Maybe one day this will be better. I continue to hope...
     
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  10. Cooljerk

    Cooljerk

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    Much, much more literal than that. What you're posting is the absolute bare minimum someone should be doing when coding. I am extremely verbose with my in-code comments, and also practice as descriptive naming patterns as possible. That's just proper coding.

    I mean documenting as in creating actual documents to accompany your source code. Like blog posts, a dev diary, etc. Things that explain, outside of pseudo code or comments, not just how your code works, but also your thought process. I keep a diary when I develop things, I've done so since I was a little kid. Every day, when I'm done working, I spend about 30 minutes writing what I did for the day. Like I said, not just how my code works, but also how I approached problems. Like, what I was thinking, how I expected a solution to work, what sort of topics I was reading and researching to help me achieve my goal, etc. This way, if I need to retrace my steps on a project, I can speed by and skip spinning my wheels going through dead ends as I reteach myself things.

    But doing this is extremely time consuming. Basically a second writing project on top of your normal development.
     
  11. Lilly

    Lilly

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    I feel encouraged to do exactly this sort of thing, with dev diaries/summaries, when I start working on original projects, and get my feet wet in C# for things beyond just video games. Right now, I comment my code to the extent that it annoyed some people who tried to read it, (As in maybe too many Captain Obvious comments. :psyduck:) but I'm certainly not going this far.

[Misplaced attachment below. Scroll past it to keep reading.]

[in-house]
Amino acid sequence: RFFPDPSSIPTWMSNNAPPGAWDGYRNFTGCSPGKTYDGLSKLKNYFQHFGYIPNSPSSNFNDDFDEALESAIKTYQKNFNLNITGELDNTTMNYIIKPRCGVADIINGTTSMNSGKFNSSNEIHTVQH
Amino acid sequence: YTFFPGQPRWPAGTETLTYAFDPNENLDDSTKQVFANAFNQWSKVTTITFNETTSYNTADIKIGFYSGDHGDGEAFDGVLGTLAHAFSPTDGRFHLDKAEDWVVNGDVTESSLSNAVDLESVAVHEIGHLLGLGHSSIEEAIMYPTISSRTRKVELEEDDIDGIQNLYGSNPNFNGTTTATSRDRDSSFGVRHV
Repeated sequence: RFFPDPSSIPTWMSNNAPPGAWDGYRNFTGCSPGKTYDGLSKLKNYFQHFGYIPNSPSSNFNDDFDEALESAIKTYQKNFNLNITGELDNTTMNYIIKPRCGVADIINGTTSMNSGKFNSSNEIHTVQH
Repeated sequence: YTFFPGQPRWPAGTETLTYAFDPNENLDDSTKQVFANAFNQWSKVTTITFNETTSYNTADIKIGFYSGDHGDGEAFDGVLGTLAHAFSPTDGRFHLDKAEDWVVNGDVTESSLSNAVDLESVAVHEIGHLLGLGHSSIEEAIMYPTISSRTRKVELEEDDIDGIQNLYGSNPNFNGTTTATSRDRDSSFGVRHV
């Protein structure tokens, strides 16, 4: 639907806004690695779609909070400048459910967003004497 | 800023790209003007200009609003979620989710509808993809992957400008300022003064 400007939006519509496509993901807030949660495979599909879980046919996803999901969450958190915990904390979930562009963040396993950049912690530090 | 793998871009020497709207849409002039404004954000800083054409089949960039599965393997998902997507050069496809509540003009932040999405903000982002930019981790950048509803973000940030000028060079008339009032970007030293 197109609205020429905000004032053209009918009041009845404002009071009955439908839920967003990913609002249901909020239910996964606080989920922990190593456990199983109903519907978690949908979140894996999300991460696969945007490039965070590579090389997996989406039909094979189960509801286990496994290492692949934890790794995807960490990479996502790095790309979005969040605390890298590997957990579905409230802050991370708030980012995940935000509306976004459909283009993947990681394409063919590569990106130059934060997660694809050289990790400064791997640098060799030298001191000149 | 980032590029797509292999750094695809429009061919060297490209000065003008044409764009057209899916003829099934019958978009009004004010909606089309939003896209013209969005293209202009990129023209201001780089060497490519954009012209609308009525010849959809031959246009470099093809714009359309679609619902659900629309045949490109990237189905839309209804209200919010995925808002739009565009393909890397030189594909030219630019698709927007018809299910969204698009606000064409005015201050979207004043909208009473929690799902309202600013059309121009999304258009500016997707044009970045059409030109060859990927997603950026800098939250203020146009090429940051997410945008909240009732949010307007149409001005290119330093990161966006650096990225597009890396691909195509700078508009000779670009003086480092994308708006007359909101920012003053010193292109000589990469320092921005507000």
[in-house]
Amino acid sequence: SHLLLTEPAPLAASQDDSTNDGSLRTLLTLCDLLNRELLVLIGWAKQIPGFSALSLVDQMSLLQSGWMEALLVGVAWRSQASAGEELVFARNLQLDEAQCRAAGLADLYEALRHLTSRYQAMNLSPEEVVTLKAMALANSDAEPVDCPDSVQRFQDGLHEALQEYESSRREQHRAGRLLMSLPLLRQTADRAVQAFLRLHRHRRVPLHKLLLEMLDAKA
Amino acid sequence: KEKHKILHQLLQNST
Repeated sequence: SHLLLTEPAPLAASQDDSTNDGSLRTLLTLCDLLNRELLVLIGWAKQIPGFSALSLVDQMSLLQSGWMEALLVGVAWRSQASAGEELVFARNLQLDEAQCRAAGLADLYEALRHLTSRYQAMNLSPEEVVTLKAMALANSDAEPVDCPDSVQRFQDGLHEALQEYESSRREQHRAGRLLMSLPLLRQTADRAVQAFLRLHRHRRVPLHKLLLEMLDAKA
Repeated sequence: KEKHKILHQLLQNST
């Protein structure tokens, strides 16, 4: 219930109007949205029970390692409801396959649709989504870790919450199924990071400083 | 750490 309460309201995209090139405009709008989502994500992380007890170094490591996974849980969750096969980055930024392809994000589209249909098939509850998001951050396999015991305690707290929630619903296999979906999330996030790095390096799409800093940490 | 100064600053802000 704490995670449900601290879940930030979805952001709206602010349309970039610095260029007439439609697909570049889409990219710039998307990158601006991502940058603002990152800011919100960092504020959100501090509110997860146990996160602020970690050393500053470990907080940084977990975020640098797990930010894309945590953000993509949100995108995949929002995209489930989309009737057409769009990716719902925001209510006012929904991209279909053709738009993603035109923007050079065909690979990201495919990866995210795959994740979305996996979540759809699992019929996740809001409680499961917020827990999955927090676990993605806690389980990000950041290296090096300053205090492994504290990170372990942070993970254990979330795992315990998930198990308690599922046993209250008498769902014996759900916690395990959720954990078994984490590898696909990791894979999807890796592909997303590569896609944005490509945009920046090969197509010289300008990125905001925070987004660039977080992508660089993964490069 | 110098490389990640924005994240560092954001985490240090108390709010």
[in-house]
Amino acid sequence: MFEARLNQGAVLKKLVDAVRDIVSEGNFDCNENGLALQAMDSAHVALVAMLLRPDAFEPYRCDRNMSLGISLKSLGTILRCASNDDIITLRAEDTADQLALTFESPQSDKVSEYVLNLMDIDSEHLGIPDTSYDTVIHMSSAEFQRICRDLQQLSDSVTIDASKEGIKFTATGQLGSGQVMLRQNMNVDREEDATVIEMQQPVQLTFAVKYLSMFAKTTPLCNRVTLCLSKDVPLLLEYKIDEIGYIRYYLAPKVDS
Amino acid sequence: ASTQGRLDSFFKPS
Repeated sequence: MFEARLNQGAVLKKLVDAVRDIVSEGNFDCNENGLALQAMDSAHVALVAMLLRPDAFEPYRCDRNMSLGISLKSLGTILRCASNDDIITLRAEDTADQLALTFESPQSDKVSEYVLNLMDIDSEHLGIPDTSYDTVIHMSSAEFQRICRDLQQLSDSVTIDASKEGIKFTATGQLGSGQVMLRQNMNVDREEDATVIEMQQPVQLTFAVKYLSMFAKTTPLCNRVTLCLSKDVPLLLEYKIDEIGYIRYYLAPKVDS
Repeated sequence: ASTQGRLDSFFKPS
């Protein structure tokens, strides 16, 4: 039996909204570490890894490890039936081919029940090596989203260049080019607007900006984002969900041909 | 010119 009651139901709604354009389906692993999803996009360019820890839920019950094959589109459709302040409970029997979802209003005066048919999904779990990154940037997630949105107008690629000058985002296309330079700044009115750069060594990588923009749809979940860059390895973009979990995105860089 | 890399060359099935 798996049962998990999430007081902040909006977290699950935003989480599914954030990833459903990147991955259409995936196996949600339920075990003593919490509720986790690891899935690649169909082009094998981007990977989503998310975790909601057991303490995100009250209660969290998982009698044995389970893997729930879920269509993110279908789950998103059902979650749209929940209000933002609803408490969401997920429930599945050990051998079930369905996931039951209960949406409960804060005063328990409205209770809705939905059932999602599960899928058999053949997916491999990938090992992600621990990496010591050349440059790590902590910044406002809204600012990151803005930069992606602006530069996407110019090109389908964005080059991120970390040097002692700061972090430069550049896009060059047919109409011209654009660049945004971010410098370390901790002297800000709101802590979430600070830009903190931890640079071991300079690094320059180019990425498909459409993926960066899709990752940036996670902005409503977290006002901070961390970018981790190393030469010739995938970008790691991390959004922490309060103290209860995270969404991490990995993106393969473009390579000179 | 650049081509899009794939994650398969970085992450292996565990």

For the fan game I'm working on at the moment, it'd just take up precious free time I could spend on bolting the rest of it together. Because as this thread only reaffirms, it's the wild west in fan game source code- especially so when it's somebody's first project of such a great scope as a full-fledged video game. We naturally don't know what we're doing yet! I still don't! :specialed:

    I doubt I would get super-verbose about what I'm doing with code, and what my thought process was while writing/structuring things, but any past reference for your future self is surely a helpful one, as you said. Less time spent remembering how a certain thing works, so you can refactor it, or plug something else into it, makes the time taken to document things worthwhile.
     
  12. Xiao Hayes

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    Back in 2016, when I was doing my practice period of web coding (PHP for the most part), not only I made all the captain obvious comments, but I also added dates as to when I added or modified the code, and what I did, even pointing to specific lines of code and changes made on each of them(bad thing when the size of the code changes and thus the line numbers). I in fact made the dev diary inside the code itself, and, of course, it took me more time than any code I had to write, but I wanted to be sure it was written as an explanation for others that could come next.

    Oh, and, with non-coding projects my train of thoughts is so evident for me, my own work is self explanatory or takes very little time to figure out again. XD
     
  13. Billy

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    Best advice I ever got for code comments was not to comment on what was happening, but why.
     
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  14. DigitalDuck

    DigitalDuck

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    This is exactly how it should be done.

    Generally speaking, if you write code properly it shouldn't need comments, because everything should be clear from the code itself. But occasionally you have to sacrifice readability for efficiency, and these are the times you use comments to explain why it's not readable.